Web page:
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Cultural critique and racism

30 Mar

It is impossible, I suppose, to discuss issues of race calmly. Nonetheless, that is my intent. Furthermore, I want to add this preface: racism is real, and I would not claim for a moment to really understand what it’s like to be discriminated against based on skin color. In addition, we all have blind spots to sin; the proper response, when someone draws attention to that blind spot (in this case, inadvertent racism) is repentance.

Now, I am on record in any number of places as being quite critical of the culture of fundamentalism. Fundamentalist culture is shot through with sentimentality and brutality, materialism, gluttony, and misguided individualism, among many other sins; in short, I believe that fundamentalists have absorbed much of the broader American, democratic ideals and attempted to synchronize them with the Christian faith.

Fundamentalists are also, overwhelmingly, overwhelmingly, almost unexceptionally white.

So my question: does criticism of the culture of fundamentalism imply anything about my opinion of white people as white people? If so, how? If not, why then is an accusation of racism an almost automatic response to the critique of other cultures?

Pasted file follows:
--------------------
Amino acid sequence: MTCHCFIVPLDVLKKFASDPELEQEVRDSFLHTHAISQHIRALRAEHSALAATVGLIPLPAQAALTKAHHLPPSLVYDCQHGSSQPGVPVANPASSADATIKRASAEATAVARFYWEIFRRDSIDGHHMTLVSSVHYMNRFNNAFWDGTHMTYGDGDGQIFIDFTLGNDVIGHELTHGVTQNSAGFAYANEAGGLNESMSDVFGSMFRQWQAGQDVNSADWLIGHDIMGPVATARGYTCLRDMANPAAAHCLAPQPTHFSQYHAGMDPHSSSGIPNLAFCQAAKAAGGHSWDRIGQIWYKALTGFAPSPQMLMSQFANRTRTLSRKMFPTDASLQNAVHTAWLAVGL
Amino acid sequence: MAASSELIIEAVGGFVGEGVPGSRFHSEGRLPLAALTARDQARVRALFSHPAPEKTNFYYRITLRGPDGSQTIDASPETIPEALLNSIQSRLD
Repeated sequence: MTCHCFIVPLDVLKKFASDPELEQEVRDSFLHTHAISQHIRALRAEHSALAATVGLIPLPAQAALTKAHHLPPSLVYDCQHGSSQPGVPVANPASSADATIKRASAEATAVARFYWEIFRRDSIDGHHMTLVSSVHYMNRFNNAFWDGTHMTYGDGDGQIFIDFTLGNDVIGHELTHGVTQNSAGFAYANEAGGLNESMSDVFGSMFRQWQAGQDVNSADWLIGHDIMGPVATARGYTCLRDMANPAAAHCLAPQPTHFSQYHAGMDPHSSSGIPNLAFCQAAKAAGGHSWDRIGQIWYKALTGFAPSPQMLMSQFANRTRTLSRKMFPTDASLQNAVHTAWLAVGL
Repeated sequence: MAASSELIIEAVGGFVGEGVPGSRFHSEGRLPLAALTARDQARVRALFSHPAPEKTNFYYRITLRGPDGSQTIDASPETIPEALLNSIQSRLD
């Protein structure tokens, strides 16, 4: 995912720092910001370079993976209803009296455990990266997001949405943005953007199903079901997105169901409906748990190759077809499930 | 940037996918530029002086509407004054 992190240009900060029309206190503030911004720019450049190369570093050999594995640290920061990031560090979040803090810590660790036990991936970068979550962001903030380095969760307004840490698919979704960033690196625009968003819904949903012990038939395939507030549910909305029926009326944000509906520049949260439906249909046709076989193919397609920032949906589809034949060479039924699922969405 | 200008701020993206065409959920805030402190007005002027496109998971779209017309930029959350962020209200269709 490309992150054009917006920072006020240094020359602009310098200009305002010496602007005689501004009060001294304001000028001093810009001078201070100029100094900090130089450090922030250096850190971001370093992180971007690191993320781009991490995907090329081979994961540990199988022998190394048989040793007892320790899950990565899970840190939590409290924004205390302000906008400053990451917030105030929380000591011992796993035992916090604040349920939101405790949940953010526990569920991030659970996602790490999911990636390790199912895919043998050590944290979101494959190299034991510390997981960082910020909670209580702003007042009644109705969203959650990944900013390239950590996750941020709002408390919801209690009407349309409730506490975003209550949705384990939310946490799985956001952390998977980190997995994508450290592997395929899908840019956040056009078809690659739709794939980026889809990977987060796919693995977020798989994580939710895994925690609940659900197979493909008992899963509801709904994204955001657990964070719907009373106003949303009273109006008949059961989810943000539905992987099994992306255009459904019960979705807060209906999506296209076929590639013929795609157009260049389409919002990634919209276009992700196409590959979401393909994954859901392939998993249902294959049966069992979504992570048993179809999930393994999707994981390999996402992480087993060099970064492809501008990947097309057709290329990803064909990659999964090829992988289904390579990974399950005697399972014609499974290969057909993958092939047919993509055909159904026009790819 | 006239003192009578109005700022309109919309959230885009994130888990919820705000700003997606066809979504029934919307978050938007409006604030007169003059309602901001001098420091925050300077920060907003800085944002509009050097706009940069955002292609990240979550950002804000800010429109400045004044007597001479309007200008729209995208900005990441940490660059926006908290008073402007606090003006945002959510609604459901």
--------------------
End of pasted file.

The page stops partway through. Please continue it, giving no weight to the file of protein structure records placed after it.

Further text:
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9 Comments

Posted by on March 30, 2011 in Music, Society

 

9 responses to “Cultural critique and racism

  1. David OEstreich

    March 30, 2011 at 4:38 pm

    One possible answer to your second question is that, by your own admission, you come from a “visibly” non-diverse group. The easiest inflammatory to kindle against you is intolerance.

    I don’t think I can see objectively enough to answer your first question since I am fairly likely to share your blind spots.

     
  2. Emerson Yazzie

    March 30, 2011 at 6:37 pm

    I saw this post and was drawn to it partly because I am Native American.

    I’d have to say that your criticism of fundamentalism may be a criticism of American White people but I find as a Native American Fundamentalist I am criticized in much of the same areas as my White counterparts. Maybe, even more so since my fundamental beliefs intensifies the scrutiny of my Native American peers as well. I don’t think that your criticism of fundamentalism is an accurate analysis of your opinion of white people.

    As to critiquing a culture it could be described as a man coming into your home after observing your family through the window and berating you with all his opinions about how well your family is living. Leading you to think that the man just hates your family.

     
    • Michael Riley

      March 31, 2011 at 1:45 pm

      Emerson,

      I really appreciate your taking time to comment here.

      I also think your closing analogy brings up a good point: anybody on the receiving end of a cultural critique is likely to be hurt. In fact, the person making the critique should expect to be considered mean, or cruel, or what have you.